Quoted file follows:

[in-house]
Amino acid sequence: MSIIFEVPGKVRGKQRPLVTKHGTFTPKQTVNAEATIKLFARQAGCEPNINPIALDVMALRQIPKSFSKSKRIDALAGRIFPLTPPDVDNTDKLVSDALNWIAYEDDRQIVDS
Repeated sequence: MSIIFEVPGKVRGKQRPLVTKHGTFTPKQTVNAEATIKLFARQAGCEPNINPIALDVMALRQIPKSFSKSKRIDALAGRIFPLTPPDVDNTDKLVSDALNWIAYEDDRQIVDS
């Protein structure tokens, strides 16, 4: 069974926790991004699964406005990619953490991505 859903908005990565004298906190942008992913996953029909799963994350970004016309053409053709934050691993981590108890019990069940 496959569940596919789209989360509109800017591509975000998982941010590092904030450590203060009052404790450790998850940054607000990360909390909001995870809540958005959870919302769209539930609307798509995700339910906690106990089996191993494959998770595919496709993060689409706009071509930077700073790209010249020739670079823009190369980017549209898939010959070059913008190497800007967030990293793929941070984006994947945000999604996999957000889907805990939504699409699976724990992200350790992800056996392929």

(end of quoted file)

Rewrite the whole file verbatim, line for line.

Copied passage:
[in-house]
Amino acid sequence: MSIIFEVPGKVRGKQRPLVTKHGTFTPKQTVNAEATIKLFARQAGCEPNINPIALDVMALRQIPKSFSKSKRIDALAGRIFPLTPPDVDNTDKLVSDALNWIAYEDDRQIVDS
Repeated sequence: MSIIFEVPGKVRGKQRPLVTKHGTFTPKQTVNAEATIKLFARQAGCEPNINPIALDVMALRQIPKSFSKSKRIDALAGRIFPLTPPDVDNTDKLVSDALNWIAYEDDRQIVDS
């Protein structure tokens, strides 16, 4: 069974926790991004699964406005990619953490991505 859903908005990565004298906190942008992913996953029909799963994350970004016309053409053709934050691993981590108890019990069940 496959569940596919789209989360509109800017591509975000998982941010590092904030450590203060009052404790450790998850940054607000990360909390909001995870809540958005959870919302769209539930609307798509995700339910906690106990089996191993494959998770595919496709993060689409706009071509930077700073790209010249020739670079823009190369980017549209898939010959070059913008190497800007967030990293793929941070984006994947945000999604996999957000889907805990939504699409699976724990992200350790992800056996392929």